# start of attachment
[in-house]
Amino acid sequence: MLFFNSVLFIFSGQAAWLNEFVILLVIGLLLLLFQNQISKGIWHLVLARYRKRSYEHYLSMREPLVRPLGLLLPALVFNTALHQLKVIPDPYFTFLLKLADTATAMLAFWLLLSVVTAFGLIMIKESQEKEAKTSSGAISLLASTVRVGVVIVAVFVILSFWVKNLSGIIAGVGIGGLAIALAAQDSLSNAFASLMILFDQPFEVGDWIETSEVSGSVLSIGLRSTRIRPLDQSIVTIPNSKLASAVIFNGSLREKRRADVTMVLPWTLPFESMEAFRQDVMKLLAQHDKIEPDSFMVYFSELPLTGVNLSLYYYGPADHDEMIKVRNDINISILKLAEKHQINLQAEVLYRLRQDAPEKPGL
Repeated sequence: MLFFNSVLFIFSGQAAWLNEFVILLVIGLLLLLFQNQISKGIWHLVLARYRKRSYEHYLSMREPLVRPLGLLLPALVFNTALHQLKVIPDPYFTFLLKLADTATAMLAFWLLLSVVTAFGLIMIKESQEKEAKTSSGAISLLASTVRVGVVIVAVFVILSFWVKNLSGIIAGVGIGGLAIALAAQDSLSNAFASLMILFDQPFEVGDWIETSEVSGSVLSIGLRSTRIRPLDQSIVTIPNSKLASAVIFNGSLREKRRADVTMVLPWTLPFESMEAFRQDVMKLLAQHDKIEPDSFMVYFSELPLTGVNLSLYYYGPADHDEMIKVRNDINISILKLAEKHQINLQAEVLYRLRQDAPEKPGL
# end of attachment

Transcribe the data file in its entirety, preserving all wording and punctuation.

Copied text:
[in-house]
Amino acid sequence: MLFFNSVLFIFSGQAAWLNEFVILLVIGLLLLLFQNQISKGIWHLVLARYRKRSYEHYLSMREPLVRPLGLLLPALVFNTALHQLKVIPDPYFTFLLKLADTATAMLAFWLLLSVVTAFGLIMIKESQEKEAKTSSGAISLLASTVRVGVVIVAVFVILSFWVKNLSGIIAGVGIGGLAIALAAQDSLSNAFASLMILFDQPFEVGDWIETSEVSGSVLSIGLRSTRIRPLDQSIVTIPNSKLASAVIFNGSLREKRRADVTMVLPWTLPFESMEAFRQDVMKLLAQHDKIEPDSFMVYFSELPLTGVNLSLYYYGPADHDEMIKVRNDINISILKLAEKHQINLQAEVLYRLRQDAPEKPGL
Repeated sequence: MLFFNSVLFIFSGQAAWLNEFVILLVIGLLLLLFQNQISKGIWHLVLARYRKRSYEHYLSMREPLVRPLGLLLPALVFNTALHQLKVIPDPYFTFLLKLADTATAMLAFWLLLSVVTAFGLIMIKESQEKEAKTSSGAISLLASTVRVGVVIVAVFVILSFWVKNLSGIIAGVGIGGLAIALAAQDSLSNAFASLMILFDQPFEVGDWIETSEVSGSVLSIGLRSTRIRPLDQSIVTIPNSKLASAVIFNGSLREKRRADVTMVLPWTLPFESMEAFRQDVMKLLAQHDKIEPDSFMVYFSELPLTGVNLSLYYYGPADHDEMIKVRNDINISILKLAEKHQINLQAEVLYRLRQDAPEKPGL